What is Microdiscectomy Surgery?

Category: Spine Surgery | Author: Stefano Sinicropi | Date: December 23, 2015

microdiscectomy spine surgery

Your back is a complex structure, so it’s no surprise that there are a host of different procedures that can be performed to alleviate back pain. There’s spinal fusion, disc replacement, cortisone injections, osteophyte removal, nerve debridement and microdiscectomy operations. We’ve talked about a lot of those procedures in depth on our blog before, and while we’ve talked about microdiscectomy operations in passing, we’ve never fully explained the procedure and outcome expectations. So that’s exactly what we’re going to do in this blog.

Why Undergo Microdiscectomy Surgery?

A microdiscectomy operation may be performed for a number of reasons, but oftentimes doctors recommend a microdiscectomy surgery to address a herniated disc or nerve issues causing lower back and leg pain. Like most procedures, microdiscectomy isn’t usually the first option. A doctor will generally try conservative measures like oral steroids, NSAIDs, physical therapy and strengthening exercises before recommending a surgical operation.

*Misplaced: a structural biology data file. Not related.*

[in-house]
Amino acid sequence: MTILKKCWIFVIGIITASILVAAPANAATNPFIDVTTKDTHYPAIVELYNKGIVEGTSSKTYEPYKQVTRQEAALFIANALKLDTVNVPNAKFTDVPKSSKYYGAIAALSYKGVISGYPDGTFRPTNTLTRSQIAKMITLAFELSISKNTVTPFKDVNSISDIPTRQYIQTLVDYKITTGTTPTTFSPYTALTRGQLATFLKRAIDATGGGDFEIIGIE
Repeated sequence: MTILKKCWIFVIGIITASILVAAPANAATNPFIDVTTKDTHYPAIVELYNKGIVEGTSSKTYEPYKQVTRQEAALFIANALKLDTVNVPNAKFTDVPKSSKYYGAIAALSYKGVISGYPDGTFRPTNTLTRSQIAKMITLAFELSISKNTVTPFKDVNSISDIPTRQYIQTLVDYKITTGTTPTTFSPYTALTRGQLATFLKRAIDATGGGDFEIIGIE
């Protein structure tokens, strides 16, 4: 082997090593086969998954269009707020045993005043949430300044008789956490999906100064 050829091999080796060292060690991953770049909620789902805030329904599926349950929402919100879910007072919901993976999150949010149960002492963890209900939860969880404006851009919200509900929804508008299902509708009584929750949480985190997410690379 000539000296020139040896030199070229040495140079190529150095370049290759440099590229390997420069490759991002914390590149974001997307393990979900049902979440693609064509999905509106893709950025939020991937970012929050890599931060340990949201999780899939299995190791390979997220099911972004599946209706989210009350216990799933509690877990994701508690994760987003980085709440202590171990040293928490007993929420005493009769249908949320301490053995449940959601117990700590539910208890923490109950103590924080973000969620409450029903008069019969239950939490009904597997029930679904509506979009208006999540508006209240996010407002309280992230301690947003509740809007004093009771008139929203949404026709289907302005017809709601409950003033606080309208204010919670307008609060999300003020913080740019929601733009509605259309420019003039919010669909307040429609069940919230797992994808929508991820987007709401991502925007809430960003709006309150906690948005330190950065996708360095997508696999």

The success rate of a microdiscectomy operation is very high. Current estimates suggest that that microdiscectomy operations are successful at relieving pain in 90-95 percent of cases, although about 1 in 15 patients will develop a recurrent disc herniation at some point in the future.

The Microdiscectomy Surgical Process

A minimally invasive microdiscectomy operation begins with general anesthesia. The patient is asleep and positioned on their stomach. The surgeon then makes a small, roughly 1-inch incision in the midline of the lower back. The surgeon carefully maneuvers the back muscles near the lamina to get near the spine.

Once in this position, the surgeon then enters the spine by removing a membrane over the nerve roots with the assistance of operating glasses or a microscope to view the nerve root. The surgeon may remove a small portion of the inside facet joint to access the nerve root and depressurize the area around the root. Finally, the surgeon gently moves the nerve root to remove the damaged disc material that is causing the nerve problems. Once the disc material is removed, the surgeon will close the surgical site with sutures.

Many patients achieve significant pain relief after undergoing a microdiscectomy, and because nearly all of the joints and muscles are left intact, the operation doesn’t change the mechanical structure of the patient’s lower spine. Also, because the operation is minimally invasive, infection rates and healing times are generally reduced compared to open operations.

Lastly, if conservative treatments fail, it’s a smart decision to talk to your doctor about the possibility of a microdiscectomy sooner rather than later. Success rates aren’t quite as high if you’ve been dealing with a damaged disc for more than six months, so consult with a surgeon today if you’re dealing with daily back pain.

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